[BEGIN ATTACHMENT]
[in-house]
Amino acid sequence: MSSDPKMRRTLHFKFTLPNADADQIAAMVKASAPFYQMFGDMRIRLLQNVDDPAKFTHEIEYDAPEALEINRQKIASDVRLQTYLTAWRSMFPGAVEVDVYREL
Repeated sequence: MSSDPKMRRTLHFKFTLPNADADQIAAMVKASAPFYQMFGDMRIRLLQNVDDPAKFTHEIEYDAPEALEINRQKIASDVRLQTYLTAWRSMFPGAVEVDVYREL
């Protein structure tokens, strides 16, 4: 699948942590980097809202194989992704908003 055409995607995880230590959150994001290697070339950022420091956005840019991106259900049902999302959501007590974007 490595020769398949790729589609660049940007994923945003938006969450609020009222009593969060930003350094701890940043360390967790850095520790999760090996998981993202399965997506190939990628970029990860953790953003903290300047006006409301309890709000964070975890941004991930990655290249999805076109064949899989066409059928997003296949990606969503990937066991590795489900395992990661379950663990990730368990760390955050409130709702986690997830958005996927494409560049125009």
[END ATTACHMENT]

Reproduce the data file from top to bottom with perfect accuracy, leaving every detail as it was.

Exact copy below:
[in-house]
Amino acid sequence: MSSDPKMRRTLHFKFTLPNADADQIAAMVKASAPFYQMFGDMRIRLLQNVDDPAKFTHEIEYDAPEALEINRQKIASDVRLQTYLTAWRSMFPGAVEVDVYREL
Repeated sequence: MSSDPKMRRTLHFKFTLPNADADQIAAMVKASAPFYQMFGDMRIRLLQNVDDPAKFTHEIEYDAPEALEINRQKIASDVRLQTYLTAWRSMFPGAVEVDVYREL
């Protein structure tokens, strides 16, 4: 699948942590980097809202194989992704908003 055409995607995880230590959150994001290697070339950022420091956005840019991106259900049902999302959501007590974007 490595020769398949790729589609660049940007994923945003938006969450609020009222009593969060930003350094701890940043360390967790850095520790999760090996998981993202399965997506190939990628970029990860953790953003903290300047006006409301309890709000964070975890941004991930990655290249999805076109064949899989066409059928997003296949990606969503990937066991590795489900395992990661379950663990990730368990760390955050409130709702986690997830958005996927494409560049125009």